[kwlug-disc] Postfix on a laptop
unsolicited at swiz.ca
Sat Jun 12 08:52:16 EDT 2010
Chris Irwin wrote, On 06/11/2010 5:25 PM:
> I've got some questions about local mailservers and laptops. I've
> typically run a local mailserver (postfix in my case) on each of my
> systems, and set them up to forward all mail to my centralized server
> (which in turn currently relays through my google apps account..).
> This has served well. It gave me CLI 'sendmail' functionality for cron,
> etc on each host, and it ended up routing through to my regular email
> address. Authentication was not a big deal since my machines were all on
> a common (private) network.
> The problem now is my laptop. I need to either (1) open up a port to my
> home server and do some sort of authenticated relaying, or (2) replicate
> my gmail forwarding to my laptop. Currently my laptop sends directly,
> but that gives me a greater chance of being flagged spam, especially
> since I am violating my SPF rules.
> Has anybody solved this problem, or have a better way of handling a mail
> server on a mobile remote?
No answers, but a question. And an apology.
I see your problem / take your point, for sending mail. But (take the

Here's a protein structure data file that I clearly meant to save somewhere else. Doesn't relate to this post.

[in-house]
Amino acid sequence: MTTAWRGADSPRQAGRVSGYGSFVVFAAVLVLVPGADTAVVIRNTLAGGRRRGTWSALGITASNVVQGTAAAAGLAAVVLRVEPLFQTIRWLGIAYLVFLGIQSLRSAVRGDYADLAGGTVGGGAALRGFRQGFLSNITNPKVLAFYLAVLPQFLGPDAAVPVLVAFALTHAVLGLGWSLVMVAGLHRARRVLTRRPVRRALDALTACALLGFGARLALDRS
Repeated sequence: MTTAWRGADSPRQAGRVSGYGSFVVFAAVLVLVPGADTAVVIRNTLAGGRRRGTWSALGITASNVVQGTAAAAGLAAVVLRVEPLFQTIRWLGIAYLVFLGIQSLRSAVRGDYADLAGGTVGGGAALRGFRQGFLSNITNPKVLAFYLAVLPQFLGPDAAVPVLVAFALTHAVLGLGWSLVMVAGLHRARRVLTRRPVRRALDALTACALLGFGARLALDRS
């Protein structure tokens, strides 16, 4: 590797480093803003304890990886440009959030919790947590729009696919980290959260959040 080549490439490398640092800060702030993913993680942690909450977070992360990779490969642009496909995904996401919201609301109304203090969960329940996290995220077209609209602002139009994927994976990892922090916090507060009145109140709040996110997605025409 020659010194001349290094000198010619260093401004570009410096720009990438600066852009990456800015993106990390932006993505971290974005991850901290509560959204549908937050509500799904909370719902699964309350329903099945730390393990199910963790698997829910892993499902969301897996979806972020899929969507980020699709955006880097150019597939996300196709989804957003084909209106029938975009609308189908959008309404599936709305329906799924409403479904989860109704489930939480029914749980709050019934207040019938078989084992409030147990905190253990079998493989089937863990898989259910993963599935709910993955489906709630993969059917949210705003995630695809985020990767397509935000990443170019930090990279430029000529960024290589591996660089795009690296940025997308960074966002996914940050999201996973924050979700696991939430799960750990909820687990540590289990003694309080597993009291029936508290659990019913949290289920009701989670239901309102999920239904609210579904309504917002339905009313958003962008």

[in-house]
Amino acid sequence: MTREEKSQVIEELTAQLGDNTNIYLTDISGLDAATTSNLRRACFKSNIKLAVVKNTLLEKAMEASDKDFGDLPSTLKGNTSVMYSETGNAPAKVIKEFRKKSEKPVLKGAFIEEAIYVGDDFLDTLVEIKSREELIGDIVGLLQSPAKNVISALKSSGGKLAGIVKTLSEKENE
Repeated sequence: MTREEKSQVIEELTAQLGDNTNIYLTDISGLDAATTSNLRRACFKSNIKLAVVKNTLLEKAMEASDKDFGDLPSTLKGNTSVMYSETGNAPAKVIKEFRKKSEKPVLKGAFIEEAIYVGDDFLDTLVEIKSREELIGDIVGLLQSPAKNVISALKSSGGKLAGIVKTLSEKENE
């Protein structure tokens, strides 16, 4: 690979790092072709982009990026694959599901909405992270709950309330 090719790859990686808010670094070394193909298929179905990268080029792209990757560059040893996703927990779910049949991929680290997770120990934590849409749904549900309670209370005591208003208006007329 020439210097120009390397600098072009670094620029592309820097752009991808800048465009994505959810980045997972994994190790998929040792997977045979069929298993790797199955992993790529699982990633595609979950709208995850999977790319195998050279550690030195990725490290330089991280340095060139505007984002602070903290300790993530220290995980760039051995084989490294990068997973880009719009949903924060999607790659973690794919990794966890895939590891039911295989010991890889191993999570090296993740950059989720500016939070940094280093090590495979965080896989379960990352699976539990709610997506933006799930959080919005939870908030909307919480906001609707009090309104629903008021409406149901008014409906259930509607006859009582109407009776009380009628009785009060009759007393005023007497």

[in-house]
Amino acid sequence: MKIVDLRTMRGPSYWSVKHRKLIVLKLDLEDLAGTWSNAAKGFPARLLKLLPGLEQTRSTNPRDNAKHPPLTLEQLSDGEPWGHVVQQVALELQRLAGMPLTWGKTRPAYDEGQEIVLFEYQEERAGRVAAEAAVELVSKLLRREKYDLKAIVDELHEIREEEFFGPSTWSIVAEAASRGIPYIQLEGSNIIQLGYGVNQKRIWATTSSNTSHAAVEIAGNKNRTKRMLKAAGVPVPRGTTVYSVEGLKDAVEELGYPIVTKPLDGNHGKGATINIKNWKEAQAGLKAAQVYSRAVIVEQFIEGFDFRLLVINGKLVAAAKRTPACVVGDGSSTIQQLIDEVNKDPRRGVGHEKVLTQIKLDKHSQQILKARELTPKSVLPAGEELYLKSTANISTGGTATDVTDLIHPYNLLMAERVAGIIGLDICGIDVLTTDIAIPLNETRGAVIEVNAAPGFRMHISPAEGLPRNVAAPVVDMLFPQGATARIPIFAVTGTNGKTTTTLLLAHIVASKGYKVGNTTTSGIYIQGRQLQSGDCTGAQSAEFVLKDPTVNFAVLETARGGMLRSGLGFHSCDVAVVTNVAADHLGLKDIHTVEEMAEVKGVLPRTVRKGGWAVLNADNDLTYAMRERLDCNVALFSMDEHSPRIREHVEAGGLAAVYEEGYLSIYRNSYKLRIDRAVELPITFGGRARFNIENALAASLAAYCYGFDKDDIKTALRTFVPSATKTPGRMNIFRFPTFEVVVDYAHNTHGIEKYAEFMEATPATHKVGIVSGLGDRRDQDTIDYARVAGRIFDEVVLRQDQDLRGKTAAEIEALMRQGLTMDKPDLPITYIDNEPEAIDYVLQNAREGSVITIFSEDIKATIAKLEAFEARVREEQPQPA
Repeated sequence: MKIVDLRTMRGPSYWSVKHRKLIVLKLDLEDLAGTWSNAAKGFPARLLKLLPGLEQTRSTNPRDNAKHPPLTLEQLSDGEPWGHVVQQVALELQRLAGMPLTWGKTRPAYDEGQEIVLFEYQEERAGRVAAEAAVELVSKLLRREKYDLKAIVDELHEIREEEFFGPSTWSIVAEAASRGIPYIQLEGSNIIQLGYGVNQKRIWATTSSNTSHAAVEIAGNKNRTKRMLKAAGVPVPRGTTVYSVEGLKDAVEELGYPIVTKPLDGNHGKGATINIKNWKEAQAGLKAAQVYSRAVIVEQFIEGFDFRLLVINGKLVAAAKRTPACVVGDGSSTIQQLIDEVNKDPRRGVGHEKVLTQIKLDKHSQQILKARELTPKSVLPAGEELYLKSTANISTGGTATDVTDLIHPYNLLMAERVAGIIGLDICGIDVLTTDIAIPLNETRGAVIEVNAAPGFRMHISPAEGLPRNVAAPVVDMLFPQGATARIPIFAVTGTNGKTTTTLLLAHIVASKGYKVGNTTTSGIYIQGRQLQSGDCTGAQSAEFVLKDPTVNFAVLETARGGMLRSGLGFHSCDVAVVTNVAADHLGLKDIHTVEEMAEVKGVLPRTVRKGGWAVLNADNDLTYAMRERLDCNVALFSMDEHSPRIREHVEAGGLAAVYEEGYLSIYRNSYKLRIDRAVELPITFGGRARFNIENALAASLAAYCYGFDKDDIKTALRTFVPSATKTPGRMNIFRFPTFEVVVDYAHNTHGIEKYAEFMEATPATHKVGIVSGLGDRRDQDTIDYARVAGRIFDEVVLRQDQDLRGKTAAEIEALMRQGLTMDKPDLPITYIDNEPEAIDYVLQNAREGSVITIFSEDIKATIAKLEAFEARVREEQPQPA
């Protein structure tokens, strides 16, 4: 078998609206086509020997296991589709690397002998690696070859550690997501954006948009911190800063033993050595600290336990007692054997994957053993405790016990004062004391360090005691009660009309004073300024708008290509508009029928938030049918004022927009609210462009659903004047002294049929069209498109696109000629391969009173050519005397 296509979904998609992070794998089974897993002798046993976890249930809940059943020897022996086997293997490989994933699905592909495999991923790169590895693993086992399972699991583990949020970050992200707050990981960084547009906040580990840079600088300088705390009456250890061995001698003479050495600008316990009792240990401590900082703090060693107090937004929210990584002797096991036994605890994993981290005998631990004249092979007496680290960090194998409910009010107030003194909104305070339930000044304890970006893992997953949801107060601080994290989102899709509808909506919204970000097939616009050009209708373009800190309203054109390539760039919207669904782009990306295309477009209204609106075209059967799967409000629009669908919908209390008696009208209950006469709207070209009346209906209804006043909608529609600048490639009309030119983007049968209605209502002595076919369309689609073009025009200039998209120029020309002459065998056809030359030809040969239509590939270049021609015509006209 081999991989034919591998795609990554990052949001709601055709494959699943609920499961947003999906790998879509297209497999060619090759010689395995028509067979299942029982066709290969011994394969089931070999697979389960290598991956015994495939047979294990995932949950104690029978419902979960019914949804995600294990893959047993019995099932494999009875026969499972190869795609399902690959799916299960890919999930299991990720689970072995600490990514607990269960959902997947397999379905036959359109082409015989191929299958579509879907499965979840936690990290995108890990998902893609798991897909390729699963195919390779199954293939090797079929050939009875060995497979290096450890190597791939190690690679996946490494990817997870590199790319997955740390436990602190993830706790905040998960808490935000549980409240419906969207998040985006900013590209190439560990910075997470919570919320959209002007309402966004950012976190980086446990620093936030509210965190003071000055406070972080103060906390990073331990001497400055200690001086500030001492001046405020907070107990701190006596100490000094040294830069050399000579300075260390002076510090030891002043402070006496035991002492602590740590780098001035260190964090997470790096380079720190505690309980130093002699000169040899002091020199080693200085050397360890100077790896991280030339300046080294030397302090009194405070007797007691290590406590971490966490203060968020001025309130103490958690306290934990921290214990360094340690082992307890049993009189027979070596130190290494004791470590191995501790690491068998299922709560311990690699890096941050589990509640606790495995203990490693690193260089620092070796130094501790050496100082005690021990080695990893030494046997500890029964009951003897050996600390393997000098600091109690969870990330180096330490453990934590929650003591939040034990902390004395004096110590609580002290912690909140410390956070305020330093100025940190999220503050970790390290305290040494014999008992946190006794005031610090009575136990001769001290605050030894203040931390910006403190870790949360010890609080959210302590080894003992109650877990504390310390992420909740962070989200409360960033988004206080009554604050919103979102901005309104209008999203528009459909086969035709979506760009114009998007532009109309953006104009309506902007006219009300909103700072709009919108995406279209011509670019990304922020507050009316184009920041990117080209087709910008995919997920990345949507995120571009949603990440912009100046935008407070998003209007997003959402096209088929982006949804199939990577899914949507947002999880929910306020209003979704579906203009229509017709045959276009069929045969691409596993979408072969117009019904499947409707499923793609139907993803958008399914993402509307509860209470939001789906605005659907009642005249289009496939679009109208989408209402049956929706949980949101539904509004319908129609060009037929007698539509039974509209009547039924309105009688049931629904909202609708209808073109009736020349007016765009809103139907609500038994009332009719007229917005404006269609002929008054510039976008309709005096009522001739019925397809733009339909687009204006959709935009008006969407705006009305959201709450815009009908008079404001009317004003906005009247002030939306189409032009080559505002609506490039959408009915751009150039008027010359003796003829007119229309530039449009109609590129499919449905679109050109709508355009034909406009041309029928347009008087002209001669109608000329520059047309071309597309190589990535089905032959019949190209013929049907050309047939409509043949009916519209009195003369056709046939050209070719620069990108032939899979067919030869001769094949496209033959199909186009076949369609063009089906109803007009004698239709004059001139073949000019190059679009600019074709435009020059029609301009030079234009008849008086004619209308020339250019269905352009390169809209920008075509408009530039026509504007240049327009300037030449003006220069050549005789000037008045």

current laptop issue out of the mix), how are you dealing with
incoming mail? e.g. Computer queries the master e-mail server and
reads it? [I guess you're not fetching it down to each machine, just
reading it off the server.] By extension, how would you deal with this
via laptop when out and about?
Very sorry to say this, but ... sounds like a presentation to me.
- it has to be handy to do this local smtp thing everywhere. How? [Not
to say there aren't disadvantages, too.]
- "gave me CLI 'sendmail'...", and you chose postfix over sendmail
because? [No flamewars please, honest question, and everyone would
have their own particular preferences for their choice.]
- "currently relays through my google apps account" ... huh? You can
do that? (Not relaying, 'google apps')
My first blush assumption as to the answer to your problem would be an
auto-created ssh tunnel on specific ports to home. I assume you
already have ssh set up anyways, using key files. You would read, and
send this way, presumably.
I would assume, also, that when connectivity isn't present, outgoing
mail is kept queued on the device until it does connect some day.
And if connectivity isn't present, and you really have to do
something, your gmail account is still web accessible. Which begs the
question, if you can get to the web, you can ssh home, etc., etc.
- guess this condition hits when you can get to the web but not home,
due to firewall, port restrictions. Which is why you have your home
ssh server listen on 443.
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